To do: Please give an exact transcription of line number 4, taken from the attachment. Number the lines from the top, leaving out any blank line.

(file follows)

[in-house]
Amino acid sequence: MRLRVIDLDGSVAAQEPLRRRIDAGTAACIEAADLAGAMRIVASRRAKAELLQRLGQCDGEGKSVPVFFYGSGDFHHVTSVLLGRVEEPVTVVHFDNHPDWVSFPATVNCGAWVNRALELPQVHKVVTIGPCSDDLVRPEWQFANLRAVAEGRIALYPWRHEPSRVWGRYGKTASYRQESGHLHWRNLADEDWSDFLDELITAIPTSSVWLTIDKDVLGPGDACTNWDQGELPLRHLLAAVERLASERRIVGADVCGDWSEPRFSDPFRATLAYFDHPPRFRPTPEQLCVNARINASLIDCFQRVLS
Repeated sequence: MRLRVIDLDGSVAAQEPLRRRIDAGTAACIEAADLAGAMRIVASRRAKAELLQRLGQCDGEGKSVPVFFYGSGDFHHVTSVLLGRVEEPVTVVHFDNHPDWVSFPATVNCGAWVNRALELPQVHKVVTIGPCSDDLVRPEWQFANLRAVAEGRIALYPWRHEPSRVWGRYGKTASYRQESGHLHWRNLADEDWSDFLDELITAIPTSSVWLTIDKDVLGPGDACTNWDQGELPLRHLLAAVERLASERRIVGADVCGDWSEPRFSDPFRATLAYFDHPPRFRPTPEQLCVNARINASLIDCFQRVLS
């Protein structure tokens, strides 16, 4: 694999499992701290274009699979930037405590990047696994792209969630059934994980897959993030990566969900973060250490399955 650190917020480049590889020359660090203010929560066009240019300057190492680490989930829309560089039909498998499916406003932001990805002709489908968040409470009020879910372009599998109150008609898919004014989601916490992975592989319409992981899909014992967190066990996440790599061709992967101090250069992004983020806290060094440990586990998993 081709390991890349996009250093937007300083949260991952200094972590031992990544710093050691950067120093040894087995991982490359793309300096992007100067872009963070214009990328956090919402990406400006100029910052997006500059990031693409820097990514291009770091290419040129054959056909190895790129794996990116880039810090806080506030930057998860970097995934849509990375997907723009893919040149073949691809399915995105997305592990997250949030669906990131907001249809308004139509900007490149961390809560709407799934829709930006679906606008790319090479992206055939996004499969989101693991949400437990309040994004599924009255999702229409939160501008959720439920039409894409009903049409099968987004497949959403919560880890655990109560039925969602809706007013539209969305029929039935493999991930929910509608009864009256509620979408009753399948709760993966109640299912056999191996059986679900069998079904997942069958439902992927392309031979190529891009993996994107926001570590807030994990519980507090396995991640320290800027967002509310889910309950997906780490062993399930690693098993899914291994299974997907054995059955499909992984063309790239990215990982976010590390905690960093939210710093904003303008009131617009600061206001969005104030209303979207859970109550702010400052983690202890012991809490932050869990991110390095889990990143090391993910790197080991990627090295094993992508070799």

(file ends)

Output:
């Protein structure tokens, strides 16, 4: 694999499992701290274009699979930037405590990047696994792209969630059934994980897959993030990566969900973060250490399955 650190917020480049590889020359660090203010929560066009240019300057190492680490989930829309560089039909498998499916406003932001990805002709489908968040409470009020879910372009599998109150008609898919004014989601916490992975592989319409992981899909014992967190066990996440790599061709992967101090250069992004983020806290060094440990586990998993 081709390991890349996009250093937007300083949260991952200094972590031992990544710093050691950067120093040894087995991982490359793309300096992007100067872009963070214009990328956090919402990406400006100029910052997006500059990031693409820097990514291009770091290419040129054959056909190895790129794996990116880039810090806080506030930057998860970097995934849509990375997907723009893919040149073949691809399915995105997305592990997250949030669906990131907001249809308004139509900007490149961390809560709407799934829709930006679906606008790319090479992206055939996004499969989101693991949400437990309040994004599924009255999702229409939160501008959720439920039409894409009903049409099968987004497949959403919560880890655990109560039925969602809706007013539209969305029929039935493999991930929910509608009864009256509620979408009753399948709760993966109640299912056999191996059986679900069998079904997942069958439902992927392309031979190529891009993996994107926001570590807030994990519980507090396995991640320290800027967002509310889910309950997906780490062993399930690693098993899914291994299974997907054995059955499909992984063309790239990215990982976010590390905690960093939210710093904003303008009131617009600061206001969005104030209303979207859970109550702010400052983690202890012991809490932050869990991110390095889990990143090391993910790197080991990627090295094993992508070799």